Increasingly universities are under pressure to provide evidence of their contribution to society. This requires them to develop new models of engaging at various levels. In doing so, universities have to transition from merely teaching and research to include direct relations with society. University outreach has evolved and taken various forms to make university knowledge and expertise available to end users. While some universities have stuck to the traditional model of outreach focused on dissemination of research results others have gone a step further to embedding community interaction in their curricula. One such university is EARTH University in Costa Rica which has adopted a model named the Community Engagement Model.
Recently, RUFORUM hosted Prof Elmer Cantarero from EARTH University, together with two of his former students from Uganda, to share their experiences in community engagement. Prof Cantarero had just returned from a visit to Gulu and Egerton Universities to review how the two universities currently engage with communities and which practices will be incorporated in implementation of the TAGDev Programme (Transforming African Agricultural Universities to meaningfully contribute to Africa’s growth and development). TAGDev is an 8-year partnership between the two universities, The MasterCard Foundation and RUFORUM.
According to Prof. Cantarero, university engagement with communities is important to help them support development across sectors and therefore add value to society. Community engagement, in particular, provides an opportunity to deliver social value to communities.
EARTH University approach to Community Engagement
At EARTH University, community engagement does not operate in a vacuum, but rather within the broader framework of the university’s Permanent Education Programme whose main objective is to take the universities and knowledge closer to communities to improve their farming, post-production, and sales practices.
At the curriculum level, community engagement is streamlined in the curriculum and students start interacting with communities right from the time they begin their degree in Agricultural Sciences and Natural Resource Management. In their first and second years, students are engaged in project activities in the community, led by fourth year students. In their third year, community engagement is more structured as students undertake a seven week internship in a community, during which time they are hosted by a family. In their fourth year, students continue to engage with communities as leaders of projects being implemented by students in their first and second years of study.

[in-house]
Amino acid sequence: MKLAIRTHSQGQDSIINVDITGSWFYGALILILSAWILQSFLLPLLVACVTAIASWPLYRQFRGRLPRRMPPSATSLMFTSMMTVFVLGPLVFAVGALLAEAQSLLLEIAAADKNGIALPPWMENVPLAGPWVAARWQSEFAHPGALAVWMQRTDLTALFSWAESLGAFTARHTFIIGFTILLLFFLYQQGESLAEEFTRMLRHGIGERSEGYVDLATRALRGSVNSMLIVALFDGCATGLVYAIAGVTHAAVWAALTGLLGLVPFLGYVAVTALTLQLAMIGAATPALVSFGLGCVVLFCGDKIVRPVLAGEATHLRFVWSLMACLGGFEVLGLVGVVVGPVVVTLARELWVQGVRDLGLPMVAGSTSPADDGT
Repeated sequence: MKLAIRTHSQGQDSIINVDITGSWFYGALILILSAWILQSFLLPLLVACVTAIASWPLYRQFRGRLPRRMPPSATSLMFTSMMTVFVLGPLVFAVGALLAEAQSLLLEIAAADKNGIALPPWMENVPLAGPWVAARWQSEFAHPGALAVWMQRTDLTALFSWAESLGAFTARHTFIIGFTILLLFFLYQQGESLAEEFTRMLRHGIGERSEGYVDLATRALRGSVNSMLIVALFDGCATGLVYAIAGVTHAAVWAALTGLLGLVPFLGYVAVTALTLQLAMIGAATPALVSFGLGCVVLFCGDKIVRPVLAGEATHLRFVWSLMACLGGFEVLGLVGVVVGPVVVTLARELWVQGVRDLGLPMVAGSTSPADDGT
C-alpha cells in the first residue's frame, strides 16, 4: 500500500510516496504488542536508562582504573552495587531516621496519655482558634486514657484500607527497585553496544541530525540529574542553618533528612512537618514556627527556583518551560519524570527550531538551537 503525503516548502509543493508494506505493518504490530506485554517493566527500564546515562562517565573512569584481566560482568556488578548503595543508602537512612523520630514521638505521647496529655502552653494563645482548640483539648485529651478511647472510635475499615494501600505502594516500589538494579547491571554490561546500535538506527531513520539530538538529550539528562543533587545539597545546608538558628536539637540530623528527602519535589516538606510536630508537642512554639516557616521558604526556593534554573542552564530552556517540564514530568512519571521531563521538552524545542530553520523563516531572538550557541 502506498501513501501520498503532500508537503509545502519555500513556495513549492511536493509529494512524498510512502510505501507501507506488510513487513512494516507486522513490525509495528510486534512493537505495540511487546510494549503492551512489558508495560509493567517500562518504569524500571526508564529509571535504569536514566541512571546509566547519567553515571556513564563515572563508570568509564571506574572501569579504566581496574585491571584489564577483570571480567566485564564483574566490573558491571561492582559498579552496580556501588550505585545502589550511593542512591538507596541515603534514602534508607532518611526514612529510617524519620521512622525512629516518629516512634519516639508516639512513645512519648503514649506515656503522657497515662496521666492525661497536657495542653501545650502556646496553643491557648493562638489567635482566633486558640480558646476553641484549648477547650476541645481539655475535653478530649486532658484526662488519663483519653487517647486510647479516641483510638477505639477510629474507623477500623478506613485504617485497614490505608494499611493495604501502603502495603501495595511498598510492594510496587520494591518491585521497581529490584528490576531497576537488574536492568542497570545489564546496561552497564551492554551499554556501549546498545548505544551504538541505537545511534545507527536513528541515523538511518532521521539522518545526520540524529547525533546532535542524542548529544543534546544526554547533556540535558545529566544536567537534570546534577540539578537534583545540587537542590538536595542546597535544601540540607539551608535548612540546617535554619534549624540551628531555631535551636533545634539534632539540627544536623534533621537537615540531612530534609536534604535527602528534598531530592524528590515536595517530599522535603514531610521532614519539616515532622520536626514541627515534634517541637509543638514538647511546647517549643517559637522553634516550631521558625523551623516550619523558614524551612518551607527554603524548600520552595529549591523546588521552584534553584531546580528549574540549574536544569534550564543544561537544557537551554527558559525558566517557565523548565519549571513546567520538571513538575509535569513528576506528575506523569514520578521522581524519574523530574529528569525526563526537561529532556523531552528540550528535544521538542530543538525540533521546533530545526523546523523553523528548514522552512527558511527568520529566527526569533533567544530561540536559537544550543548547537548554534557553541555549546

The EARTH University approach is unique in that, aside from embedding students within communities for seven weeks, it is based on ethical value systems. This means that all activities are linked to the university’s core values of sustainable agricultural development which are then passed on to communities. For example, rather than solely focusing on increasing agricultural production or generating economic value, the model also seeks to impart values to ensure that communities are conscious of the effect of their activities on the environment and society as a whole.
Testimonies from Alumni
For Agil Katumanyane and Caroline Akampa, two Ugandan nationals who graduated from EARTH University in 2015 and 2016 respectively, the community engagement experience was life changing.
During her seven week internship where she was attached to a local farming family in Costa Rica, Agil had a lot of adjusting to do but she quickly learned to relate with them, eat what they ate, and actually enjoy the whole experience. Together, they identified a couple of problems the family was facing and chose one to focus on during the internship. At the time, the family produced chilli pepper, but was battling a disease that had attacked their crop. Agil helped develop a solution and produced a simple manual of measures for the family to take in order to manage the disease.
On her part, Carol’s host family wanted to establish a mango farm, but did not know where to start. Together they identified a piece of land where they would establish the farm and she carried out a soil analysis in order to determine whether the soil was suitable for the project. Recently Carol received a message from her ‘dad’ telling her that they planted the mangoes and all was going well.
This experience has been life-changing for the two alumni. In their own words, they stated that the internship had taught them to appreciate different cultures, adapt to unfamiliar situations, and become solution seekers not just problem identifiers. “I have learned to be more conscious about people’s needs and what I can do to help the community to better their lives”, said Agil.
Asked whether they would recommend inclusion of community engagement in university curricula, they both replied with a resounding yes, “Communities need knowledge in order to change and students are the agents of this change. We need more out there.”